People in Northamptonshire are putting their health at risk when cooking at home, according to a new survey.
And environmental health officers have been at Penrith Drive Children’s Centre in Wellingborough to promote food safety to families.
They concentrated on hand washing and took swabs and using ultraviolet lights to demonstrate how much bacteria could be on people’s hands.
They also offered advice on fridge management, how to avoid cross contamination, and cooking and re-heating food.
The results of the survey by the Food Standards Agency showed 81 per cent of those asked in the East Midlands admitted to one or more habits that put them at risk of food poisoning, including 30 per cent admitting they would eat food that has been dropped on the floor and 21 per cent not washing their hands properly before preparing food.
The survey also reveals 38 per cent people in the East Midlands don’t check ‘use by’ dates, with 84 per cent of them wrongly using the ‘sniff test’ and 65 per cent just checking the colour.
Unlike ‘best before’ dates, ‘use by’ dates relate to safety and are based on scientific testing, yet 43 per cent of those questioned said they would eat food after its ‘use by’ date – the most frequent food safety gamble admitted.
While admitting these risky kitchen habits, more than 87 per cent said they are confident they get things right with food hygiene all or most of the time and 93% believe they’ve never given family or friends food poisoning.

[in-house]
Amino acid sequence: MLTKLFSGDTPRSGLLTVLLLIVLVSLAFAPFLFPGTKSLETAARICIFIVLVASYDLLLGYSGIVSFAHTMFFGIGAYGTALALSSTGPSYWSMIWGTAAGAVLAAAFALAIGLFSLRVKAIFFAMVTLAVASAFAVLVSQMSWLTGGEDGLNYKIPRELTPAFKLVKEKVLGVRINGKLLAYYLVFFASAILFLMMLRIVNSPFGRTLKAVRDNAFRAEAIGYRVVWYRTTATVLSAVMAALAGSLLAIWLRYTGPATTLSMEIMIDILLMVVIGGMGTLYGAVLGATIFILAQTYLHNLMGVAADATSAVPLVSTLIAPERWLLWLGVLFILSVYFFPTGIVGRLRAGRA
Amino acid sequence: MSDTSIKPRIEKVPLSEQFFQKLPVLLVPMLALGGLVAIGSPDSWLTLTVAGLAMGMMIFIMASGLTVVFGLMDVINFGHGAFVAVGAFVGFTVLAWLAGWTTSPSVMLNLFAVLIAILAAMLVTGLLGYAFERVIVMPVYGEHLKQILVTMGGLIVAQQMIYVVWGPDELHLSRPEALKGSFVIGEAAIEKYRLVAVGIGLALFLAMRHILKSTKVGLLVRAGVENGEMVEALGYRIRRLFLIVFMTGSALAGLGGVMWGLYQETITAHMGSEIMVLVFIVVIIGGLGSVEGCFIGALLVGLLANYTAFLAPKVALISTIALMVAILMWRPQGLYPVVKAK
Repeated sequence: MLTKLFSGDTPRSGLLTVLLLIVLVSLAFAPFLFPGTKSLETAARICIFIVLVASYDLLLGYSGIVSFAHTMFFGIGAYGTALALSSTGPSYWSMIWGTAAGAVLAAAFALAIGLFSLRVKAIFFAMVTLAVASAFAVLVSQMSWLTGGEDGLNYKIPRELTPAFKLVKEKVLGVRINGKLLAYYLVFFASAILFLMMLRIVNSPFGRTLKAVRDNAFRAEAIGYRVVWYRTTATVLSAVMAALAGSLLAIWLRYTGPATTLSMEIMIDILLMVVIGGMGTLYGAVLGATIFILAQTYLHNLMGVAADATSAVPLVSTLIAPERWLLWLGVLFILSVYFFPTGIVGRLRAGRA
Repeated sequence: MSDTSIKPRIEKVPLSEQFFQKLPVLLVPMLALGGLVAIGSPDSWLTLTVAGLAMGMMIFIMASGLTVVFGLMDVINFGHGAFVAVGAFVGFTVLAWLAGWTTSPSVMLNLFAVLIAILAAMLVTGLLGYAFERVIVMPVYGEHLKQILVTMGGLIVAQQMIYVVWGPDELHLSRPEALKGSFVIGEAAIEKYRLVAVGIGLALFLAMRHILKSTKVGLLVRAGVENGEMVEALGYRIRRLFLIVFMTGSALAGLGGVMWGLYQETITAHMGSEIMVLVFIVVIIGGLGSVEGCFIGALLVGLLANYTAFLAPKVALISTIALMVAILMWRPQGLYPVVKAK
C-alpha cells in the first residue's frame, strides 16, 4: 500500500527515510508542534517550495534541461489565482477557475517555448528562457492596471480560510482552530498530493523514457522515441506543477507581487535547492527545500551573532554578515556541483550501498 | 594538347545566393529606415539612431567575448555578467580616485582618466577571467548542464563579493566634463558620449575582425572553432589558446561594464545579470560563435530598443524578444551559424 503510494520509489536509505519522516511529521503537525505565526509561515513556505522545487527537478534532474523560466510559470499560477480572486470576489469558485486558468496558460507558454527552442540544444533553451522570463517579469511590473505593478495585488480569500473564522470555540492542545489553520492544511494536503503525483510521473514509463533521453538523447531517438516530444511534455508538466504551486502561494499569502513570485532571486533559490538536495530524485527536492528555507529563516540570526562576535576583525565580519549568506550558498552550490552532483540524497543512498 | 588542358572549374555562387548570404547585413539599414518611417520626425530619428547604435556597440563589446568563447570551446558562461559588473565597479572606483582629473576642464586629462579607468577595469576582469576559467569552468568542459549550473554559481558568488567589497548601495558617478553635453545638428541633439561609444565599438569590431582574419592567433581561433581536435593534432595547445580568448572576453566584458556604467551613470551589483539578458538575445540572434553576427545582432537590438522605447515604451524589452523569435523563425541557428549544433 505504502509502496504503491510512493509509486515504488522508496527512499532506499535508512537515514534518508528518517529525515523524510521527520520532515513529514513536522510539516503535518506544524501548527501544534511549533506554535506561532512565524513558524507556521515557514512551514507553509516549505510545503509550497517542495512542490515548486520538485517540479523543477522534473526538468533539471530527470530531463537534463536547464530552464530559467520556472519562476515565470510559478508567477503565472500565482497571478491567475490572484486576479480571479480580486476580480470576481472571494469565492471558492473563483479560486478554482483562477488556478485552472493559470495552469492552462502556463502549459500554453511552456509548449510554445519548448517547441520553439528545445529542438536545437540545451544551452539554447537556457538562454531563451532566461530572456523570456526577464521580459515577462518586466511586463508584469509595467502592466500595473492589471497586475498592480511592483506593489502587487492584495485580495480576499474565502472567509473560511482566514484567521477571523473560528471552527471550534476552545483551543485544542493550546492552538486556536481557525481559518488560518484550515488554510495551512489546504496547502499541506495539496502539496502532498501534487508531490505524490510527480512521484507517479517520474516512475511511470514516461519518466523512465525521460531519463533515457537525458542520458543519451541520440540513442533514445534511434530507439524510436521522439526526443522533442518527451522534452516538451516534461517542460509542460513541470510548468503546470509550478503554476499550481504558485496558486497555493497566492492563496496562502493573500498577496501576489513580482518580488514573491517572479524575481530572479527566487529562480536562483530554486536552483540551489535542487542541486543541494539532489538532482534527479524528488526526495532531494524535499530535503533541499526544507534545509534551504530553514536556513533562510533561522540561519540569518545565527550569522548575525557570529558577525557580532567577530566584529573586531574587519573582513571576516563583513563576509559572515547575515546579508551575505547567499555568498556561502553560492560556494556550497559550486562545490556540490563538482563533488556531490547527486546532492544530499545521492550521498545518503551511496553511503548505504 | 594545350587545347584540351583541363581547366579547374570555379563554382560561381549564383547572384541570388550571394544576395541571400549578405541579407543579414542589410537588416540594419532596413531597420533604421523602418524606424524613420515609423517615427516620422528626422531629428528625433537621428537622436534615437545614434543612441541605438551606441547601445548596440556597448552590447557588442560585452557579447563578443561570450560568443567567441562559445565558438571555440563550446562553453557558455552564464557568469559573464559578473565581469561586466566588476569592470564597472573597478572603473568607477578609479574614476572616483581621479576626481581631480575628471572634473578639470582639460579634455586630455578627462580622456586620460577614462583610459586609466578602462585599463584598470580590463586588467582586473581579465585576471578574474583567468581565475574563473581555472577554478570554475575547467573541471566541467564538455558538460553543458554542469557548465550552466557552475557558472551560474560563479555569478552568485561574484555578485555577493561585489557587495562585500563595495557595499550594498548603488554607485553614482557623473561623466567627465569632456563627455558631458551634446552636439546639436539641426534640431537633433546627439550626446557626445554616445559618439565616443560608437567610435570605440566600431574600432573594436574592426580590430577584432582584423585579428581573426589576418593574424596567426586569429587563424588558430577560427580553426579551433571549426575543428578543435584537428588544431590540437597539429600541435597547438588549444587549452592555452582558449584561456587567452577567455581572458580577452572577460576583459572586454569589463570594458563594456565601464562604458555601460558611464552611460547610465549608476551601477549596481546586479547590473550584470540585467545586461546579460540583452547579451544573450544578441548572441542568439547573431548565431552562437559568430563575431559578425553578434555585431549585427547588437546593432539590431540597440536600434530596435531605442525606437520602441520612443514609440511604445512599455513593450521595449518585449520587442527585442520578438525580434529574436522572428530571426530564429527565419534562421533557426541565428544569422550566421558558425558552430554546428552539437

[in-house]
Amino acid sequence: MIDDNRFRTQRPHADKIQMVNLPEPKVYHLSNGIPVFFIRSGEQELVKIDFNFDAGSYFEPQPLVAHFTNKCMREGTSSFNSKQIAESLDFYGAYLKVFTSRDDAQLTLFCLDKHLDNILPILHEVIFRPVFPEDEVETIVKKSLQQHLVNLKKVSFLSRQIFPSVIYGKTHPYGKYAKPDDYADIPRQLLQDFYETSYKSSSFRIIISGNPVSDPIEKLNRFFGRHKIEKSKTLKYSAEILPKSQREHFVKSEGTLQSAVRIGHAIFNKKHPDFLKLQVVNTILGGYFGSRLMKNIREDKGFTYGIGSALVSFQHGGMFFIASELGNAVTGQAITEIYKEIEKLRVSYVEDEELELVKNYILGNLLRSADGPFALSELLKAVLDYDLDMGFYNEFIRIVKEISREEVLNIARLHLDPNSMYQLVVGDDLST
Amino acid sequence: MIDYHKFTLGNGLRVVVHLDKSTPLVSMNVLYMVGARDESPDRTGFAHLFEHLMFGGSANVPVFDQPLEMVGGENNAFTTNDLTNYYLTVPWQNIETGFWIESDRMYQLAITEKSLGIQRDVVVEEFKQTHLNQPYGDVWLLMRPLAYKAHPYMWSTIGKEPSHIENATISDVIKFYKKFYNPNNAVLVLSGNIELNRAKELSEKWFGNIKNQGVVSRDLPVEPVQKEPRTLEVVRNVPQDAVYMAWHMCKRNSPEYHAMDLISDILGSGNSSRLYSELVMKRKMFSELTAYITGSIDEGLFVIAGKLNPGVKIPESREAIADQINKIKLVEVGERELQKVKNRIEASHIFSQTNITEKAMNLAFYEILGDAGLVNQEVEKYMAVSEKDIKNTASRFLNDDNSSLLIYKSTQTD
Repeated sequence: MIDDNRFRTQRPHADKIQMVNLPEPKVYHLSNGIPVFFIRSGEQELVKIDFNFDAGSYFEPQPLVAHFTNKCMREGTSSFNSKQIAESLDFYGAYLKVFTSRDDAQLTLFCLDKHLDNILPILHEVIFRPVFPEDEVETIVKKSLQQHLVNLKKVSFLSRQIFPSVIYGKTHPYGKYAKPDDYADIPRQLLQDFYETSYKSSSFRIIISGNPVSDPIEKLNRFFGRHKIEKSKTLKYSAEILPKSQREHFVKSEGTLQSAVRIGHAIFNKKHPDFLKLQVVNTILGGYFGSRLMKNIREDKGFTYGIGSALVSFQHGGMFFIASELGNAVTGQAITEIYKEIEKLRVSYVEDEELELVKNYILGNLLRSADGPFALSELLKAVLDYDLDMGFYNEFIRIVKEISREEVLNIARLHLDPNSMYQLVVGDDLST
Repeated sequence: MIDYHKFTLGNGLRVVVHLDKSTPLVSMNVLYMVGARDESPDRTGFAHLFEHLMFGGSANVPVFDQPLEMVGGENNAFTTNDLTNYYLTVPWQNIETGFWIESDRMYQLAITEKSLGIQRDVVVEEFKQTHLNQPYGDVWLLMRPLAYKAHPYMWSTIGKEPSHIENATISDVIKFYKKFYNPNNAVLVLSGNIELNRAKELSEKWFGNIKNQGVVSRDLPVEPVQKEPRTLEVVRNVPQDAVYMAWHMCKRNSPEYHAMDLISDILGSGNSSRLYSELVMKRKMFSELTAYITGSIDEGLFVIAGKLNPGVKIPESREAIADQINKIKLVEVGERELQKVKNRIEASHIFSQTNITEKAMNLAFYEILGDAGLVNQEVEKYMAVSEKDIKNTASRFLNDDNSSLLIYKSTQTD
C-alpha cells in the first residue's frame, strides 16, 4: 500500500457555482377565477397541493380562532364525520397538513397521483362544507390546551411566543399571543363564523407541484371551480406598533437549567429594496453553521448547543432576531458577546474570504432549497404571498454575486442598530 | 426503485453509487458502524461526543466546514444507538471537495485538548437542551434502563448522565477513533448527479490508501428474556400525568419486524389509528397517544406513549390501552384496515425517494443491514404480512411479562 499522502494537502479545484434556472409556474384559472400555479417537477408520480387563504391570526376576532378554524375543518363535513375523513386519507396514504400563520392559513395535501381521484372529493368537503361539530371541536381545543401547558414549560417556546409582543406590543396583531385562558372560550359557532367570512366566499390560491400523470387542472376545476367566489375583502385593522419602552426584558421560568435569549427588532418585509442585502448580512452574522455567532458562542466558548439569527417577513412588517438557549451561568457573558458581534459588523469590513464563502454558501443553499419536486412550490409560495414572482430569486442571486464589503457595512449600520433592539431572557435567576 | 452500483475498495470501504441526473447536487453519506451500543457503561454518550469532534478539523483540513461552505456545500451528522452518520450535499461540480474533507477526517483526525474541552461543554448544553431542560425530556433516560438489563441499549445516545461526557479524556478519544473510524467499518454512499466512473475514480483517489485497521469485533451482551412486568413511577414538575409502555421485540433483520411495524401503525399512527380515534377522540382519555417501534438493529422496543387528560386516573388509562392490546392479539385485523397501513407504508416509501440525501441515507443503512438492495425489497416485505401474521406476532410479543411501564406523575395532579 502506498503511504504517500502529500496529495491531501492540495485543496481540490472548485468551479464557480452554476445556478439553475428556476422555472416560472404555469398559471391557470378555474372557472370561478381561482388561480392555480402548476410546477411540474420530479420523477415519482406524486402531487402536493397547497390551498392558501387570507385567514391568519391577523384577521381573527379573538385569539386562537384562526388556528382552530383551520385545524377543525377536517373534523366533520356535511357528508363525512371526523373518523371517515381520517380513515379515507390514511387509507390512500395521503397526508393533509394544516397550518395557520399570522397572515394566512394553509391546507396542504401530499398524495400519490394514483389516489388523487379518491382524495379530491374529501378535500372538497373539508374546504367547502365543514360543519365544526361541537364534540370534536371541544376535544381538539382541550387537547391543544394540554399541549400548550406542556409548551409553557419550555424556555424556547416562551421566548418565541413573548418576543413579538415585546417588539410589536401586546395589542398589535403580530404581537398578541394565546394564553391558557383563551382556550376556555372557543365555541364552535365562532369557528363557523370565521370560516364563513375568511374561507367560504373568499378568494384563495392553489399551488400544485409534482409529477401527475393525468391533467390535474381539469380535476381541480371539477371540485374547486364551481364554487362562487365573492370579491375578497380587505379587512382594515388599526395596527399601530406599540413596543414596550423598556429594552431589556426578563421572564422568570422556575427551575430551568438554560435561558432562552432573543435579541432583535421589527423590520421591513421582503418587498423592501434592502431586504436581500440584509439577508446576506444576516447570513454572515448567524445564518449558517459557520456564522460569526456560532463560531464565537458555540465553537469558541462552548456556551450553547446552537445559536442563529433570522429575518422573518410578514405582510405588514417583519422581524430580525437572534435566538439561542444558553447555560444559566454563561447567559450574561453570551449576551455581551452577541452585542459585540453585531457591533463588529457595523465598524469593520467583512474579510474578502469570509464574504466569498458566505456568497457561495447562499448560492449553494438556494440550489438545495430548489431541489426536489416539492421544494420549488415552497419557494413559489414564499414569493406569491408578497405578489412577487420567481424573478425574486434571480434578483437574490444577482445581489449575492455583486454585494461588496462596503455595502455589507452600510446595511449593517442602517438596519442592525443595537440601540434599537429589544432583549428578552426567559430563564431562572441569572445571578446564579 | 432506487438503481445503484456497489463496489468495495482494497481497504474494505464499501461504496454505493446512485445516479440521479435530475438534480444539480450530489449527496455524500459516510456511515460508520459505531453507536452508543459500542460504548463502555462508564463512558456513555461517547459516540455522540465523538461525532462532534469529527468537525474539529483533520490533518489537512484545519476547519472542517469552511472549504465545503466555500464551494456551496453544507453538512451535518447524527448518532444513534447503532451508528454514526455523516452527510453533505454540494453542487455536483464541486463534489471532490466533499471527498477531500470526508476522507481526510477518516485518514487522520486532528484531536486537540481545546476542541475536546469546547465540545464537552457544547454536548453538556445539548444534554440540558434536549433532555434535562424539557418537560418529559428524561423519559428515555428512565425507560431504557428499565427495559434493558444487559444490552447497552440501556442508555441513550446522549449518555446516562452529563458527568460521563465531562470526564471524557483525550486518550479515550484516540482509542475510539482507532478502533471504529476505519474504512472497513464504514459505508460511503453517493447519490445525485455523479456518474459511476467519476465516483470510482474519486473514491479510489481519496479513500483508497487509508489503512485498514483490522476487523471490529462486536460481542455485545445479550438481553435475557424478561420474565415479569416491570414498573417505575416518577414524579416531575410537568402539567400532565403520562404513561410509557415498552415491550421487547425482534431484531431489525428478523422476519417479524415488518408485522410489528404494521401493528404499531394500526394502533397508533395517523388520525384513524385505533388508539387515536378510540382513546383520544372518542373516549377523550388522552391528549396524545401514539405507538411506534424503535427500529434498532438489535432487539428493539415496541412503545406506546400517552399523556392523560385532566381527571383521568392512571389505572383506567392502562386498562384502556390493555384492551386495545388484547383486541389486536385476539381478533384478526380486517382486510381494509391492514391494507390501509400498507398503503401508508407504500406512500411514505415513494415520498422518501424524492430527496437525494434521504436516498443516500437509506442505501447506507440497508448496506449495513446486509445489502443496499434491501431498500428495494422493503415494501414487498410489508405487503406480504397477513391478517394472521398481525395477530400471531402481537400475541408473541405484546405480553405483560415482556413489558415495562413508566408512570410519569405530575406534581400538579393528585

If they do fall ill themselves, only 6 per cent of people in the East Midlands consider whether the cleanliness of their own kitchen is the cause.
However, the survey also showed some encouraging examples – 98 per cent said they wash chopping boards in between preparing raw and ready-to-eat food and almost 80 per cent stick to the recommended 48 hours for keeping leftovers in the fridge.
Bob Martin, food safety expert at the Food Standards Agency, said: “By not washing their hands before preparing food at home, or ignoring ‘use by’ dates, people in the East Midlands could be setting themselves and their friends or family up for a bout of really unpleasant illness.
“It’s encouraging though to see that the majority of people are concerned about food safety. We’ve created the Kitchen Check to help people to think about why they do in their own homes and make it easier for people to be knowledgeable and confident about storing and preparing food.”
Throughout the week, councils across the county will be working to raise awareness of kitchen hygiene..
The environmental health team at Kettering Council has organised a free workshop and drop in session for Home Caterers and Child Minders.
On Thursday, June 13, the Health Protection team will be at Woodcroft Scout Centre, London Road, Kettering.
The morning will consist of a series of presentations providing information to Home Caterers commencing at 11am and childminders are invited to a drop in session in the afternoon from 1.30pm to 3.30pm.
To book a space or find out more about this event call Karen Albery, health protection officer, on 01536 534213 or email firstname.lastname@example.org.
For more information on safe eating in the home and to take the Kitchen Check visit food.gov.uk/kitchen-check.